The Fantaisie-Impromptu in C-sharp minor, Opus posthumous 66, is a solo piano composition and one of his most well-known pieces. It was composed in 1834 and dedicated to Julian Fontana. Fontana published the piece in spite of Chopin's request not to do so. The piece uses many cross-rhythms (the right hand plays sixteenth notes against the left hand playing triplets) and a ceaselessly moving note figuration and is in cut time. The opening tempo is marked allegro agitato. The tempo changes to largo and later moderato cantabile when the key changes to D-flat major, the enharmonic equivalent of the more obscure tonic major key of C-sharp major, that is, the parallel major of C-sharp minor. The piece then changes to presto (although some versions of the score incorporate a coda, meaning that the original tempo of allegro agitato is repeated) where it continues in C-sharp minor as before. It ends off in an ambiguous fantasy-like ending, in a quiet and mysterious way, where the left hand replays the first few notes of the moderato section theme, while the right hand continues playing sixteenth notes. The piece resolves and gently ends on a C-sharp major rolled chord.


Nº 10 Op.69- Nº 2 in B minor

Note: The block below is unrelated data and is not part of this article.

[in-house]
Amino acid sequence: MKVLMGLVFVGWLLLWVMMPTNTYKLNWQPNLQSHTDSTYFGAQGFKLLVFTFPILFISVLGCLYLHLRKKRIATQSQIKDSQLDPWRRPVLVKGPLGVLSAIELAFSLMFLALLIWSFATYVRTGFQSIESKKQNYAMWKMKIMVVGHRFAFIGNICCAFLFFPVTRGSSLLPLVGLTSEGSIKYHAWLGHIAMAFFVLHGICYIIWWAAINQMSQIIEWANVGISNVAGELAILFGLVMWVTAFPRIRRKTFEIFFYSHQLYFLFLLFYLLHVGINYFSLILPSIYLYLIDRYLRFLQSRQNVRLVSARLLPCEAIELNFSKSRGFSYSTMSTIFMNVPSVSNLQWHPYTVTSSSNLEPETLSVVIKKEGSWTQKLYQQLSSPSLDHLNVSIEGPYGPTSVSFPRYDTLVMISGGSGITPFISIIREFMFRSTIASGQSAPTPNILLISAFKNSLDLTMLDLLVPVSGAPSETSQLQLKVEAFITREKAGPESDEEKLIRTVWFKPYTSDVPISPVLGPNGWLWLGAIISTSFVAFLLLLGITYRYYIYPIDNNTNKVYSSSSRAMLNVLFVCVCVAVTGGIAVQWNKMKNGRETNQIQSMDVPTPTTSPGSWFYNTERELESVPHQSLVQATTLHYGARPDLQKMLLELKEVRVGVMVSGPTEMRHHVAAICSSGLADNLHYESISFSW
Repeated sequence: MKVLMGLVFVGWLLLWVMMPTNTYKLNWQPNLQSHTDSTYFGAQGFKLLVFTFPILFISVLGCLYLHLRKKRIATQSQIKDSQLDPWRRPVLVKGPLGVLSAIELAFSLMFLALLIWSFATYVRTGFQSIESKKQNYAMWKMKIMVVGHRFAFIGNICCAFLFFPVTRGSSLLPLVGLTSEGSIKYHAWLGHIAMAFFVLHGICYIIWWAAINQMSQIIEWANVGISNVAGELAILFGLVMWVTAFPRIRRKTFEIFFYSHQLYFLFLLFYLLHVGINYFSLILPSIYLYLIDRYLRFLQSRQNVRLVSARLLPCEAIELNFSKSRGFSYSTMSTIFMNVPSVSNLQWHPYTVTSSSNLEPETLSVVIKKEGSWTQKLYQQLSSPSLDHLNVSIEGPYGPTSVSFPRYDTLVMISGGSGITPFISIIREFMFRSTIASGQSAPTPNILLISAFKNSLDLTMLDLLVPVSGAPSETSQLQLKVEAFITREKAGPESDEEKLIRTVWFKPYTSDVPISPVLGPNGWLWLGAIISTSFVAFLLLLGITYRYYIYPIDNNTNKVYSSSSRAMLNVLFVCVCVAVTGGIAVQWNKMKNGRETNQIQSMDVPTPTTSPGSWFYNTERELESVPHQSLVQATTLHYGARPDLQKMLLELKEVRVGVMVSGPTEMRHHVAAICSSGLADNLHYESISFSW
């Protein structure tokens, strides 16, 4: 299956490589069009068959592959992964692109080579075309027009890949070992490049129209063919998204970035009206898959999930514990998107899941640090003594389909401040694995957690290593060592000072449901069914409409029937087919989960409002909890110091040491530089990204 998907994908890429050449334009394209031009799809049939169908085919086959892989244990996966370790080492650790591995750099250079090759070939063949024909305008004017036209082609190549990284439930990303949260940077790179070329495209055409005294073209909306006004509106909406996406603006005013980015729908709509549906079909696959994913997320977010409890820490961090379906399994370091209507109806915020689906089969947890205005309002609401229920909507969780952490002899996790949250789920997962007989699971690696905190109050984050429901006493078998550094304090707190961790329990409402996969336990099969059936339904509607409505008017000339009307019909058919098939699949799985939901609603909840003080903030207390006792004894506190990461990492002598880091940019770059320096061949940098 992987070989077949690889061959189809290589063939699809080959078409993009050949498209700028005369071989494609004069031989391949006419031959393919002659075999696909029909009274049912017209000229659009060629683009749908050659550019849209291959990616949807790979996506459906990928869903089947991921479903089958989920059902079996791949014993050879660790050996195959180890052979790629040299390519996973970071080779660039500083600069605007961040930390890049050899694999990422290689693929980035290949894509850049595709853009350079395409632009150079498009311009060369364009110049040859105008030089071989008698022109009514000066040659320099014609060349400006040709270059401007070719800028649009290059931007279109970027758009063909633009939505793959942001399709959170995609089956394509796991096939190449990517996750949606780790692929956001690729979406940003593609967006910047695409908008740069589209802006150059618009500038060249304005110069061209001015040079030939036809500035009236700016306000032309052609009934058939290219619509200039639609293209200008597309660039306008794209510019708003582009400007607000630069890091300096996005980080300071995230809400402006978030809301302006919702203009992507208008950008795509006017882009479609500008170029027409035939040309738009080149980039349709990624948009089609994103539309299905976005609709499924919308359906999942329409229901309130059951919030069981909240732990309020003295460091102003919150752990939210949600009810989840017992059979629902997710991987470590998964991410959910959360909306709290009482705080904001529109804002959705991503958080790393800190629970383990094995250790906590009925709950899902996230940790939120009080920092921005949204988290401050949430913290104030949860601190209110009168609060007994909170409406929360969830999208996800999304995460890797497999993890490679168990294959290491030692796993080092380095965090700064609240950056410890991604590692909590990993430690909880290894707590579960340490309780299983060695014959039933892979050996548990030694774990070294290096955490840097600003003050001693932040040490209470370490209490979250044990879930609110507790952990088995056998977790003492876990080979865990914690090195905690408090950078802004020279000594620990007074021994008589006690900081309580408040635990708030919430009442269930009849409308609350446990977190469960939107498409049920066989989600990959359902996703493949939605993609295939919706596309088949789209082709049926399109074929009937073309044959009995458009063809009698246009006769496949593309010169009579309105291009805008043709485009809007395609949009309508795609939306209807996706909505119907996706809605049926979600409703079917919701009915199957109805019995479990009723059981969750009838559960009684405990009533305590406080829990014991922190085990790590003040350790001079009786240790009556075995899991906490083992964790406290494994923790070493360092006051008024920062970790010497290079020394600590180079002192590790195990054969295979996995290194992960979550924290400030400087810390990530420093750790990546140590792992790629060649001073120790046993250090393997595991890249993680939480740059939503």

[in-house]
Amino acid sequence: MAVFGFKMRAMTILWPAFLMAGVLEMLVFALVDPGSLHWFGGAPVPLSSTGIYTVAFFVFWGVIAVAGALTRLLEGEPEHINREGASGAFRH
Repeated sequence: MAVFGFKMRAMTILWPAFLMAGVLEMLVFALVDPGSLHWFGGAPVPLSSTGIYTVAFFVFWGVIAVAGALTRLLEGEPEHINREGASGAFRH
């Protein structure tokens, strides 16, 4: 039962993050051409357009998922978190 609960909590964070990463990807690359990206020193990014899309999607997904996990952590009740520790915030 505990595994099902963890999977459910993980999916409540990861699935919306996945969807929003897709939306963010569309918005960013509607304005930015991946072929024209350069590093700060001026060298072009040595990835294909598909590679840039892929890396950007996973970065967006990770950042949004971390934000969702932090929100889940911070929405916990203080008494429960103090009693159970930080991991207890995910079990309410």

Nº 11 Op.70- Nº 1 in G flat major
Nº 9 Op. 69- Nº 1 in A flat major
Nº 14 Op. Posthum in E minor
Nº 05 Op. 42 in A flat major
Nº 12 Op. 70 Nº2 in F minor
Nº 01 Op. 18 in E flat major
Nº 07 OP. 64 Nº 2 in C sharp minor
Nº 06 Op. 64 Nº 1 in D flat major
Nº 03 Op. 34 Nº 2 in A minor
Nº 04 OP. 34 Nº 3 in F major
Nº 08 Op. 64 Nº 3 in A flat major
Nº 13 Op. 70 Nº 3 in D flat major
Nº 02 Op. 34 Nº 1 in A flat major

Piano : Peter Schmalfuss

Kocsis Zoltán - Chopin: 19 Waltzes - Complete
19 Waltzes
00:00 01-E♭ major, 1831-32, Op.18, B.62, Coda: 04:02
04:50 02-A♭ major, 1835, Op.34/1, B.94
09:54 03-a minor, 1834, Op.34/2, B.64
15:26 04-F major, 1838, Op.34/3, B.118
17:33 05-A♭ major, 1840, Op.42, B.131
21:00 06-D♭ major, 1847, Op.64/1, B.164/1
22:35 07-c♯ minor, 1847, Op.64/2, B.164/2
25:37 08-A♭ major, 1847, Op.64/3, B.164/3
28:14 09-A♭ major, 1835, Op.69/1, B.95
31:46 10-b minor, 1829, Op.69/2, B.35
34:37 11-G♭ major, 1832, Op.70/1, B.92
36:17 12-f minor/A♭ major, 1841, Op.70/2, B.138
37:50 13-D♭ major, 1829, Op.70/3, B.40
40:22 14-e minor, 1829, B.56
43:13 15-E major, 1829-30, B.44
45:13 16-A♭ major, 1827-30, B.21
46:25 17-E♭ major, 1827-30, B.46